Honestly the whole experience has felt very out-of-body. To go from thinking you are pretty dang healthy, working out regularly, eating (mostly) vegetarian and healthy and then to hear you have cancer that has already spread significantly is mind-blowing and terrifying.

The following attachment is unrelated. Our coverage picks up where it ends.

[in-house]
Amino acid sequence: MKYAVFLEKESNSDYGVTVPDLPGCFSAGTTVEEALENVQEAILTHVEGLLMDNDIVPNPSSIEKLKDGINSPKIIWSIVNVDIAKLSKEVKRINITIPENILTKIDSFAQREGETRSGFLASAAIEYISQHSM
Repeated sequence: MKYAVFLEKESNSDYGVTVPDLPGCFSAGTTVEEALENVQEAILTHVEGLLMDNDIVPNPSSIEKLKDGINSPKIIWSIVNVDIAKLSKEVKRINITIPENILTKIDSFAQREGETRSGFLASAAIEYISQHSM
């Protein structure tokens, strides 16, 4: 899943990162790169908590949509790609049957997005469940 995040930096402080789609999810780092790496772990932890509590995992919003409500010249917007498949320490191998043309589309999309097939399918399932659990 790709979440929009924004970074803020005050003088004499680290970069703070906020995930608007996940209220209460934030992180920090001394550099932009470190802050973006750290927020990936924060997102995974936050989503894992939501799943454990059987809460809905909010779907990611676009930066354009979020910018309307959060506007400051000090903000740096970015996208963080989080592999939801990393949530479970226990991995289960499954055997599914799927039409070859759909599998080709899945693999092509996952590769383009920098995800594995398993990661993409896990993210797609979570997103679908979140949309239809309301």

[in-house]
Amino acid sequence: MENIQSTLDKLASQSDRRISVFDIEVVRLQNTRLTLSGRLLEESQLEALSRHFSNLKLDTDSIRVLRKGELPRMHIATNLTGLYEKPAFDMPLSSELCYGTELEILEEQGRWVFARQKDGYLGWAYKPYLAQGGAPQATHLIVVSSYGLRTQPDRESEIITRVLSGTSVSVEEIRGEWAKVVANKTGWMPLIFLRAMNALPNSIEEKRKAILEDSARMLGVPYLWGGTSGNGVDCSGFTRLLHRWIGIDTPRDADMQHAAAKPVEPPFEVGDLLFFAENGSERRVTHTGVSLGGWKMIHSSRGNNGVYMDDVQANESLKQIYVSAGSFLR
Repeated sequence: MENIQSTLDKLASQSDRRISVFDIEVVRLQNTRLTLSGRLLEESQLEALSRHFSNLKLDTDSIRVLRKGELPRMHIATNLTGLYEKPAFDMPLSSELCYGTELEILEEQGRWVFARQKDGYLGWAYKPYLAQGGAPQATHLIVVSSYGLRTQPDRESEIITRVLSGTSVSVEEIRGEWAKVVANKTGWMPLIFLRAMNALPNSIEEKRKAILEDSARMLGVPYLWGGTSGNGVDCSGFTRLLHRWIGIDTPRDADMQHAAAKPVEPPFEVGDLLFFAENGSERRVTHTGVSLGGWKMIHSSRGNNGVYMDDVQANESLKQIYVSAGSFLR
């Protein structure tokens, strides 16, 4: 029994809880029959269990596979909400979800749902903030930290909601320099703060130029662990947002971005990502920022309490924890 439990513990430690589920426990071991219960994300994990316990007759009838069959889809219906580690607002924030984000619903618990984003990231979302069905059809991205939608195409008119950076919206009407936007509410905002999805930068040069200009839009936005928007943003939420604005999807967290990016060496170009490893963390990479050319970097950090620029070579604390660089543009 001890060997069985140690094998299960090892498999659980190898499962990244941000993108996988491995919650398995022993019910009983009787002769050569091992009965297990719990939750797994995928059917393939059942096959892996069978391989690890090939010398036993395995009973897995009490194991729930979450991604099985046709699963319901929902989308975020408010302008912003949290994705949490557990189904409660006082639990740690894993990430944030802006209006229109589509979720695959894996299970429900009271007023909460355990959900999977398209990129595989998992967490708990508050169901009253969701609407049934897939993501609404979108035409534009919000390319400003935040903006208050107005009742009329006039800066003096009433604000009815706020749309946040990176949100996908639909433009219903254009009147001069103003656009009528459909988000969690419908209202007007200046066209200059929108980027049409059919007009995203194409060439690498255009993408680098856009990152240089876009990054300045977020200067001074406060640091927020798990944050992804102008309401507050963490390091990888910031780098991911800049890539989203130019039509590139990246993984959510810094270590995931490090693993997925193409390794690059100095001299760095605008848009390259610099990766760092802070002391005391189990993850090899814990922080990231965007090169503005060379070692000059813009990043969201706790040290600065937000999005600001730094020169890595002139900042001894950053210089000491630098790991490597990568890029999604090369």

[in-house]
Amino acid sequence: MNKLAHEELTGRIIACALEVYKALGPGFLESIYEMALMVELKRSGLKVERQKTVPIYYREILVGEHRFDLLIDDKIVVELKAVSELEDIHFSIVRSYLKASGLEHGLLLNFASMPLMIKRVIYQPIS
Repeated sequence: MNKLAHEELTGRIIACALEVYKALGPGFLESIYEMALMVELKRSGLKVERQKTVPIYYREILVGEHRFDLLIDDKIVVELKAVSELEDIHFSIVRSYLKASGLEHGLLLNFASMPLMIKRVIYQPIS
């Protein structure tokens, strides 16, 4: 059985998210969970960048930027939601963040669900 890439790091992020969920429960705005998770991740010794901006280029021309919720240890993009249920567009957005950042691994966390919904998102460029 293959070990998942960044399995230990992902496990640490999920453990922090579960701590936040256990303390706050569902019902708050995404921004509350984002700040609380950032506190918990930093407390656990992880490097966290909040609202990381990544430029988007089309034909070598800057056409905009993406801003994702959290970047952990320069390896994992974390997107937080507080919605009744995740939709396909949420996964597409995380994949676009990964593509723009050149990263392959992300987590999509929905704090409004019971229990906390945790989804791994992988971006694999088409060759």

We decided we wanted a second opinion and traveled to MD Anderson to get a treatment plan. There we met with an oncologist, radiation doctor, surgeon and fertility doctor. There was talk of perhaps freezing eggs since I would require a complete hysterectomy since the cancer had spread. The surgeon (they are never really known for the best bedside manner, are they??) said, “I’m not here to sugarcoat it. You’re not walking in here with stage 1, 2 or an average stage 3 cancer. You are the very top of stage 3. You need chemo in your blood like yesterday”. Well, ok then! That pretty much solidified my decision that we have been blessed with two healthy children and I didn’t want to wait weeks to go through the egg retrieval process. I wanted to start chemotherapy asap. We met with the fertility doctor next, who told me the same thing, she did not think we had time to wait on doing egg retrieval and with the location of the tumor (it has grown into some of my lady parts), she wasn’t even sure egg retrieval would be safe. Hearing her take on it made me feel better that we were doing the right thing. [I do have a ton of feelings on this fertility aspect of it but that’s for a whole other post. I am honestly still trying to process this part of it. I try not to think about it too much because at this point, it’s just the cards I’ve been dealt. I cannot change this. It is happening.]